When I was a little girl, after every Sunday church service I went to with my Dad, we would stop by my Grammy and Pappy's apartment.
I loved to tell them what I learned in the service, in Sunday school, and how I was doing in school.
When I went with my Mom to church, we'd inevitably pass by my grandparent's apartment building, but it wasn't her family, and my parents were divorced, so we'd head home. I'd still look up, squinting my eyes toward their balcony to see if I could make out if they were there or not.
I remember learning to swim at the YMCA with my Dad and Pappy, pretending to cut and style his hair with my children's hair dresser set, how they would always have root beer barrels and Werther's for me when we came over, and listening to Frank Sinatra on his two in one radio and c.d. player. I also remember being with Pappy when Grammy passed away and being in the hospital with him when he had shingles and was close to passing.
But the weeks coming up to Christmas, there was something I craved that only my Pappy provided: fruit cake.
The American and "mall" ideas of "fruit cakes" disgust me and I don't even understand why they are called fruit cakes. If any type of television show brings up fruit cakes, it's usually to mock how hard and lumpy and inedible they are. When I would tell my friends that I was excited about fruit cake they would look at me with complete disinterest and usually question my taste, because of these imposter fruit cakes on the market.
Although when you see the recipe for my Pappy's fruit cake, you'll wonder why it was called a fruit cake, as it's mostly nuts.
And that actually adds to the reasons I appreciate the sweet treat. Nuts and pure honey have always been expensive. Now I realize why my pappy made it once a year, why it was a special treat, and why he and Grammy gave it as gifts.
This recipe came from my Pappy's mother, Little Nonna. She and her husband, Big Nonna, came to America to join their brother and sister and to have a new life. My Pappy was the first of his brothers and sisters to be born in the United States.
My father recalls how he grew up with Little Nonna hardly ever making dishes with meat because it was expensive, growing over an acres worth of vegetables in her and her brother's backyards to keep them fed, and every Christmas making Fruit Cakes to give to family and friends.
There are a few other things I loved about the preparation of this nutty snack that I remember from my childhood, a few things I loved about this dish and recipe growing up that haven't changed, and there are a few new things that I love about it now, as I'm older, and make it myself.
Something I could only love about it then:
Sitting at the dining room table with my father as he chats to Pappy, I'd peer into the kitchen and watch my 78 year old Pappy knead and work the mixture with gloves on, over and over again, until it was perfect. I saw how much hard work and love went into it, and then I loved it even more.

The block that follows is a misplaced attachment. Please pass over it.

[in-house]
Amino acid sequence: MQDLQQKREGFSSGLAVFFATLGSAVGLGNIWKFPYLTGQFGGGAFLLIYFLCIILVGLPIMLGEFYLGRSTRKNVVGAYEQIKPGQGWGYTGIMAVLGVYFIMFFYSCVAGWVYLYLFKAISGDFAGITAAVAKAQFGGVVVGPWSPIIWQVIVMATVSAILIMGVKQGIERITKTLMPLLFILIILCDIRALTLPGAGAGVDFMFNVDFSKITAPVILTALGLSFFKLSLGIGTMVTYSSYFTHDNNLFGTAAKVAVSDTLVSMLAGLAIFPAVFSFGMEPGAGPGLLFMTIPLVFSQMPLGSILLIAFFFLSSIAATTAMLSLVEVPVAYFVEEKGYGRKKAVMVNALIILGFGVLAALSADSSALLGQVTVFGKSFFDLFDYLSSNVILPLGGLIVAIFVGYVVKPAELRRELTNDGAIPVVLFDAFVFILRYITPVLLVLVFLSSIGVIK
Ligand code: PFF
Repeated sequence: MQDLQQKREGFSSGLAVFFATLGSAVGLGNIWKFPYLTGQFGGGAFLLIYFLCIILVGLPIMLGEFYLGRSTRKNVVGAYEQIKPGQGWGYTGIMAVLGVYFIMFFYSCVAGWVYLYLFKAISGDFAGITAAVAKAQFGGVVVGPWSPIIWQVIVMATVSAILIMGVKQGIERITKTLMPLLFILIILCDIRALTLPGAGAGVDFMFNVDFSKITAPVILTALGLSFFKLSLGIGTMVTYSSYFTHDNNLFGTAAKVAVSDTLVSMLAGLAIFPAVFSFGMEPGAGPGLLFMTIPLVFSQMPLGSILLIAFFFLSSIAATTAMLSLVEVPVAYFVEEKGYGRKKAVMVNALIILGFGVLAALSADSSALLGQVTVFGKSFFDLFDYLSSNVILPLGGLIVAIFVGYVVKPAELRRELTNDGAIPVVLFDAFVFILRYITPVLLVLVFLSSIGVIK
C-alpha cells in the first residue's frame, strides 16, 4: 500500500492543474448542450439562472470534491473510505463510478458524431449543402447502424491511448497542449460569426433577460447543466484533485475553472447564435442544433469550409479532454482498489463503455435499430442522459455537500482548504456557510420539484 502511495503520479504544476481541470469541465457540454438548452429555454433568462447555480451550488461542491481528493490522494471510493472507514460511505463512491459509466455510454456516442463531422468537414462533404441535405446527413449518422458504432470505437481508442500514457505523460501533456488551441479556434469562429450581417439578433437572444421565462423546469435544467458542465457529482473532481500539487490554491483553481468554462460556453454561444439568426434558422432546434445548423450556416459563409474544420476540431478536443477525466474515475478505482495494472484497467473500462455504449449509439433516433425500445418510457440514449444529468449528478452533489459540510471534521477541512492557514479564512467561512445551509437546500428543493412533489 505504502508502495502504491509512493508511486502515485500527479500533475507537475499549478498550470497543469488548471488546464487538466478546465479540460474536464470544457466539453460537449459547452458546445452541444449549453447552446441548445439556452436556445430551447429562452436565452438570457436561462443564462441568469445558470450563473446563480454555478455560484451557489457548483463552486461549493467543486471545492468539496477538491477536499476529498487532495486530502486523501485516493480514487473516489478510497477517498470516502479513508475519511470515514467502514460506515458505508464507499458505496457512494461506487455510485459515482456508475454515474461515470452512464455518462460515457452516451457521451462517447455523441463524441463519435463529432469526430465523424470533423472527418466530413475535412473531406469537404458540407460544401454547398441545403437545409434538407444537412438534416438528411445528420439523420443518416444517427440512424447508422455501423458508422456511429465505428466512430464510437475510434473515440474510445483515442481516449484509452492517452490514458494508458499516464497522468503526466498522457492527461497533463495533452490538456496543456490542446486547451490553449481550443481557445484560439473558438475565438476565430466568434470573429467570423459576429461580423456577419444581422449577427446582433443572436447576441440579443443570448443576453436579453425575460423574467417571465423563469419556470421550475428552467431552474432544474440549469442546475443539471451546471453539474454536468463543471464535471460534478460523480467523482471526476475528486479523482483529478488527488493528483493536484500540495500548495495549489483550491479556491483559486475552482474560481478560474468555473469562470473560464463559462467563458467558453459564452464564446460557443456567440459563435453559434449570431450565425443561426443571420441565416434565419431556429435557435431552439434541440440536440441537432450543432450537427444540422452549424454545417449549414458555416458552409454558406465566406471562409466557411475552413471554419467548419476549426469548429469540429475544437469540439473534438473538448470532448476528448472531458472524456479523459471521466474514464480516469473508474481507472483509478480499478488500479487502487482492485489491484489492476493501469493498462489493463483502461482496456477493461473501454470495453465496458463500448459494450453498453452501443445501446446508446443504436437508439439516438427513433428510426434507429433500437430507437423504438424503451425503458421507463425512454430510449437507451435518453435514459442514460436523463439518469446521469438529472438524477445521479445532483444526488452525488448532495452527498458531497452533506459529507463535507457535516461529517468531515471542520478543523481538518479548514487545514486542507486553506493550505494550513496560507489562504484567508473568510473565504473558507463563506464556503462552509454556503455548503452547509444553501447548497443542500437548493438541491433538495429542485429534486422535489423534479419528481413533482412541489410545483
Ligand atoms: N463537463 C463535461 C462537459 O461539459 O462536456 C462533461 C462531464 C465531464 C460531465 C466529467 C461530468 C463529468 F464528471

No one makes it in my family now, which makes me hold onto those memories in my heart even more.
Something I loved about it then and now:
I was excited for it every Christmas. Because it came only once a year, I knew it was coming when Christmas was getting close. Since I was a grandchild, he'd give me money in a card, and our home was given a fruit cake to share. I couldn't wait for that tin to land in our kitchen.
I savored it and wanted to. As a child, even though I was really excited to receive the sweet treat, I'd count out the slices that were designated to me and I'd cut them into pieces so I could spread them across as many days as possible.
I'm pretty sure it was the only thing I was good at savoring as a child.
Something I love about it now:
Every time I look at the recipe, I am overjoyed by how simple it is. It's everything I stand for now when it comes to cooking: every ingredient is whole (except maybe the all-purpose flour.) Even though there are 11 steps, they are easy to understand and follow.
This is the first Christmas that I am going to attempt to make this family recipe. I'm really looking forward to seeing how it goes!
And now I humbly present to you, my Pappy's Fruit Cakes!
This post was written for Project Stir. Project STIR is a series of documentary films launching this fall on Kickstarter. The films will follow Abuelitas, Nans & Mamaws passing down heirloom recipes in kitchens around the globe including countries like: Panama, New Zealand, Turkey, Croatia & England. Click here to learn more about how to be involved.
Pappy's Fruit Cakes
1/4 lb Walnuts
1/4 lb Hazelnuts
1/4 lb Almonds
1/4 lb Pecans
1/4 lb Brazil Nuts
1 lb Raisins
1 pint Honey
3 cups All Purpose Flour
1. Chop all the nuts.
2. Place the nuts in a large bowl.
3. Add flour and mix well.
4. Add raisins and mix again.
5. Add honey and mix, with rubber gloves on, until well incorporated.
6. Preheat oven to 350.
7. Very lightly grease a nonstick cookie sheet.
8. Form mixture into 8 inch rounds, 1 inch thick.
9. Bake for 25-30 minutes until just golden brown.
10. Quarter and slice the apples.
11. In an airtight container place a layer of cake, then a layer of aluminum foil, and then a layer of apples. Do not let the apples touch the cakes. Let them set for 3-4 days before eating. Don't let the apples in any longer than 4 days.